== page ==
I recently played a great game of  Bacchanal. In the scenario, I played a young house slave named Didius on the run from his master’s house.  As is fitting for the game, there was something really weird going on in the city, and people were being overtly sexual in odd and occasionally inappropriate ways. On the way to his lover’s house, he passed a field where there were several couples having sex, in broad daylight. The mechanics of the game dictated an increase in sexual tension or excitement. I decided he was focused on getting to his lover’s house, but thinking of Octavius and seeing all this sex going on was overwhelming. So he found a sheltered place beside the road, leaned against a tree,  and masturbated.

    But that’s not what I said, because it’s clinical, which is distancing and chills the scene. Even typing in that paragraph feels disjointed, because it’s out of step with the description that preceded. What I said was: “Didius sees that it’s not just one couple, but many couples engaged in sexual relations, scattered all over the field! This is the power of Bacchus overwhelming him – he staggers to a stop beside a small grove of young oak trees. He leaves the road and leans against a tree, watching the field as he begins to pleasure himself.”

    Way more sexy. A euphemism that carries a vulgar meaning. And it fit the tone of the game.

    Here’s the same scenario, in three different games:

    1001 Nights – “Didius sees the field of lovers locked in amorous embrace. It  rouses his passion for his own beloved, and, pausing beside the road in a stand of oak trees, he spills his seed upon the ground.”

    Apocalypse World – “The Maelstrom-induced haze of lust floods the holding. There are people fucking everywhere, in every combination. Didius is leaning up against the wall, watching everything and jerking off.”

    Dogs in the Vineyard – “The demonic influence has manifested as lust, following the false doctrine that having sex in the fields is the only way to ensure a good crop. There are couples scattered all over the field. Didius is transfixed, and, unable to look away, commits the sin of Onan.”

    It’s easy to slide into clinical language to distance oneself from the action, or to go for the vulgar language to make it a joke and break the tension.  Use language that fits your game. Sometimes this means pushing yourself a bit to use words you don’t normally use, like “sin of Onan”, sometimes it means finding a more poetic way to say what you mean, like “pleasure himself.” Being aware of what language you are using can help.



    Meguey Baker has been playing RPGs since 1978. Her most recent game is Psi*Run, a game about people with psychic powers and amnesia, released in 2012. She is currently working on Miss Schiffer's School for Young Ladies of Quality, a game about bold adventurous women scientists and explorers in the 1890s. Meg is also the mother of three sons, a sex ed teacher, and a textile conservation specialist.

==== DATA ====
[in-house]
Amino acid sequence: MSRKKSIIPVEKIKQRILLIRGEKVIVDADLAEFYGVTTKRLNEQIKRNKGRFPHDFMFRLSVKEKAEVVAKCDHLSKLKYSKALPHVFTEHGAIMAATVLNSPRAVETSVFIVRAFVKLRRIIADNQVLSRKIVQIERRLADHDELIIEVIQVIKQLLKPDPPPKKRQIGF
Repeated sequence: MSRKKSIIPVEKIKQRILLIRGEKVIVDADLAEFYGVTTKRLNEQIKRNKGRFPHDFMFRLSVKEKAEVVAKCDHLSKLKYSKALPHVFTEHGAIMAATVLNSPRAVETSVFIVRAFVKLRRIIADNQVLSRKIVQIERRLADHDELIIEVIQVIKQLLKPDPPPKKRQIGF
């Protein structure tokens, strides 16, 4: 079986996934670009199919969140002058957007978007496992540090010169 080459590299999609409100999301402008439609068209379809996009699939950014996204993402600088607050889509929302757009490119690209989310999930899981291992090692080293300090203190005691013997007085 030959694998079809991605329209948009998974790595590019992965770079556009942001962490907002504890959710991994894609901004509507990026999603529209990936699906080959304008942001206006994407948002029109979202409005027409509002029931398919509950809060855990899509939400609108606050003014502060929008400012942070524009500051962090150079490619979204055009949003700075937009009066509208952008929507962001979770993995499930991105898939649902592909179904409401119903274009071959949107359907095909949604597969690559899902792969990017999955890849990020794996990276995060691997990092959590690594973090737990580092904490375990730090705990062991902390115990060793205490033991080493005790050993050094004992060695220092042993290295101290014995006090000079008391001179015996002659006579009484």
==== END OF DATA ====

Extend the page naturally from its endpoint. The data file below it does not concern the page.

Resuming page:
4 Responses to The Languages of Sexuality, and how they relate to game design and game play

    1. avatar
      June 15, 2012 at 16:53

      I think there is also a matter of how specific and how broad sexual terms you use is also something that conveys a lot of information, even when you chose term from the same type of language.

      Sex – Broad
      Oral sex – More specific
      Fellatio – Even more specific and narrow

      The more specific you become, the more images you paint in people minds, and the more you set an expectation that sexuality will something will that will be detailed and specific in the game.

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      • avatar
        June 15, 2012 at 17:26

        Yes indeed. And, there’s a bit of a tipping point there in where the language shifts from broad and often more Common to specific and often more Scientific or more Vulgar. Your progression splits out on the last line, where you choose “fellatio” over “blow-job”.

    2. avatar
      June 15, 2012 at 18:12

      This is a fantastic way of breaking it down. It’s come up in a few games I’ve run, but generally there hasn’t been the need to go into a lot of detail…or it could be because I’m terrible at describing sensuous encounters, so I try to be witty.

      One was “And now the two of you, despite your trappings of wealth, seek the nearest hayloft and entertain one another for the next hour or so.” Another, “It can be safely concluded that you’ve gained a companion for at least the remainder of the evening.” Incidentally, the former game eventually saw the two characters married, while in the latter, the NPC so smoothly seduced by the player was actually the main villain of the story. Had I tried to flower it up any further, one must wonder how it might’ve changed.

      Of course, now I’m going to need to look up “Dogs in the Vineyard”, because describing anything in language that overwrought is fun, and for sex scenes, absolutely precious.